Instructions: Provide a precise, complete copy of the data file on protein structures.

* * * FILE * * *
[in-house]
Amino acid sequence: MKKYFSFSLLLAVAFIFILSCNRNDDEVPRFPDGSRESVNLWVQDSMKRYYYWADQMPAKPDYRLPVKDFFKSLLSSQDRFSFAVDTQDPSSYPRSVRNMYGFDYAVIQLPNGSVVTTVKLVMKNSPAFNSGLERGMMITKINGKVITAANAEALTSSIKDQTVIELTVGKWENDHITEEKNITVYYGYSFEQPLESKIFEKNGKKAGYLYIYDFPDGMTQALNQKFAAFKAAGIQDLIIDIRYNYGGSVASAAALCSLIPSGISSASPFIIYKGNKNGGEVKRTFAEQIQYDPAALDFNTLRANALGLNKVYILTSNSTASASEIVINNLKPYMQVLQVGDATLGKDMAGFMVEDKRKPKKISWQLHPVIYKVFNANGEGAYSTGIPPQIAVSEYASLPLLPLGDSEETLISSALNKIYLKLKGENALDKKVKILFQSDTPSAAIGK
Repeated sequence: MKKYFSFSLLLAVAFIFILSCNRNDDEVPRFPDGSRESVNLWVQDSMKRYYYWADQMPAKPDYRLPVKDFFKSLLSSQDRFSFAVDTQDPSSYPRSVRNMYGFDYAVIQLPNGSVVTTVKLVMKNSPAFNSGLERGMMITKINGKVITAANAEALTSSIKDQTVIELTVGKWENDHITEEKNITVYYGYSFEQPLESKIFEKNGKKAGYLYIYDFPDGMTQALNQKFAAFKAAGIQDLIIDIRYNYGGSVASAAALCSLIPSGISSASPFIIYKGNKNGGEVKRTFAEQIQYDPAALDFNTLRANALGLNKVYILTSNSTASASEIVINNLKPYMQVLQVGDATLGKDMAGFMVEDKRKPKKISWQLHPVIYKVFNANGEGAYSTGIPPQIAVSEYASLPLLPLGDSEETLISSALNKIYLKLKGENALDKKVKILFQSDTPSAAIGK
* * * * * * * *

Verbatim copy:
[in-house]
Amino acid sequence: MKKYFSFSLLLAVAFIFILSCNRNDDEVPRFPDGSRESVNLWVQDSMKRYYYWADQMPAKPDYRLPVKDFFKSLLSSQDRFSFAVDTQDPSSYPRSVRNMYGFDYAVIQLPNGSVVTTVKLVMKNSPAFNSGLERGMMITKINGKVITAANAEALTSSIKDQTVIELTVGKWENDHITEEKNITVYYGYSFEQPLESKIFEKNGKKAGYLYIYDFPDGMTQALNQKFAAFKAAGIQDLIIDIRYNYGGSVASAAALCSLIPSGISSASPFIIYKGNKNGGEVKRTFAEQIQYDPAALDFNTLRANALGLNKVYILTSNSTASASEIVINNLKPYMQVLQVGDATLGKDMAGFMVEDKRKPKKISWQLHPVIYKVFNANGEGAYSTGIPPQIAVSEYASLPLLPLGDSEETLISSALNKIYLKLKGENALDKKVKILFQSDTPSAAIGK
Repeated sequence: MKKYFSFSLLLAVAFIFILSCNRNDDEVPRFPDGSRESVNLWVQDSMKRYYYWADQMPAKPDYRLPVKDFFKSLLSSQDRFSFAVDTQDPSSYPRSVRNMYGFDYAVIQLPNGSVVTTVKLVMKNSPAFNSGLERGMMITKINGKVITAANAEALTSSIKDQTVIELTVGKWENDHITEEKNITVYYGYSFEQPLESKIFEKNGKKAGYLYIYDFPDGMTQALNQKFAAFKAAGIQDLIIDIRYNYGGSVASAAALCSLIPSGISSASPFIIYKGNKNGGEVKRTFAEQIQYDPAALDFNTLRANALGLNKVYILTSNSTASASEIVINNLKPYMQVLQVGDATLGKDMAGFMVEDKRKPKKISWQLHPVIYKVFNANGEGAYSTGIPPQIAVSEYASLPLLPLGDSEETLISSALNKIYLKLKGENALDKKVKILFQSDTPSAAIGK